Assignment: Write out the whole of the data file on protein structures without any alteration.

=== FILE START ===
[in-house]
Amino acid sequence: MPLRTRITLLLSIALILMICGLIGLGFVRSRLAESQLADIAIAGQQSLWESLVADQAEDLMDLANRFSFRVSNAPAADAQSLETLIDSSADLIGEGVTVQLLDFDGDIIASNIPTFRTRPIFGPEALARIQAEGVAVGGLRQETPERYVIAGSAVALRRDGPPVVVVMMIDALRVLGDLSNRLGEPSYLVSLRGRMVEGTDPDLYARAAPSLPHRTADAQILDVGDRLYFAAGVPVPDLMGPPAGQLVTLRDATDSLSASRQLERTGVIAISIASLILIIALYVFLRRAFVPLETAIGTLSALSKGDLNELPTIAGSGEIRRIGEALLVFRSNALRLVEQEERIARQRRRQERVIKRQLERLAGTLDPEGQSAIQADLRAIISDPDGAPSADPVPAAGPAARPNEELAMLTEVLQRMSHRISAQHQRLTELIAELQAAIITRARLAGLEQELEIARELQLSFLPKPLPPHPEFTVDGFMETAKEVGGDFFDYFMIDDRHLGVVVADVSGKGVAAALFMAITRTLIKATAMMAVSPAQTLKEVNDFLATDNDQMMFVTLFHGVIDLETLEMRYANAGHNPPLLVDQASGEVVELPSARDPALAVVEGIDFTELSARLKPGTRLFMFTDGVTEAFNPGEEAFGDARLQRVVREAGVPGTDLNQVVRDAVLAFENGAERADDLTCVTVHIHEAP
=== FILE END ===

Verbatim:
[in-house]
Amino acid sequence: MPLRTRITLLLSIALILMICGLIGLGFVRSRLAESQLADIAIAGQQSLWESLVADQAEDLMDLANRFSFRVSNAPAADAQSLETLIDSSADLIGEGVTVQLLDFDGDIIASNIPTFRTRPIFGPEALARIQAEGVAVGGLRQETPERYVIAGSAVALRRDGPPVVVVMMIDALRVLGDLSNRLGEPSYLVSLRGRMVEGTDPDLYARAAPSLPHRTADAQILDVGDRLYFAAGVPVPDLMGPPAGQLVTLRDATDSLSASRQLERTGVIAISIASLILIIALYVFLRRAFVPLETAIGTLSALSKGDLNELPTIAGSGEIRRIGEALLVFRSNALRLVEQEERIARQRRRQERVIKRQLERLAGTLDPEGQSAIQADLRAIISDPDGAPSADPVPAAGPAARPNEELAMLTEVLQRMSHRISAQHQRLTELIAELQAAIITRARLAGLEQELEIARELQLSFLPKPLPPHPEFTVDGFMETAKEVGGDFFDYFMIDDRHLGVVVADVSGKGVAAALFMAITRTLIKATAMMAVSPAQTLKEVNDFLATDNDQMMFVTLFHGVIDLETLEMRYANAGHNPPLLVDQASGEVVELPSARDPALAVVEGIDFTELSARLKPGTRLFMFTDGVTEAFNPGEEAFGDARLQRVVREAGVPGTDLNQVVRDAVLAFENGAERADDLTCVTVHIHEAP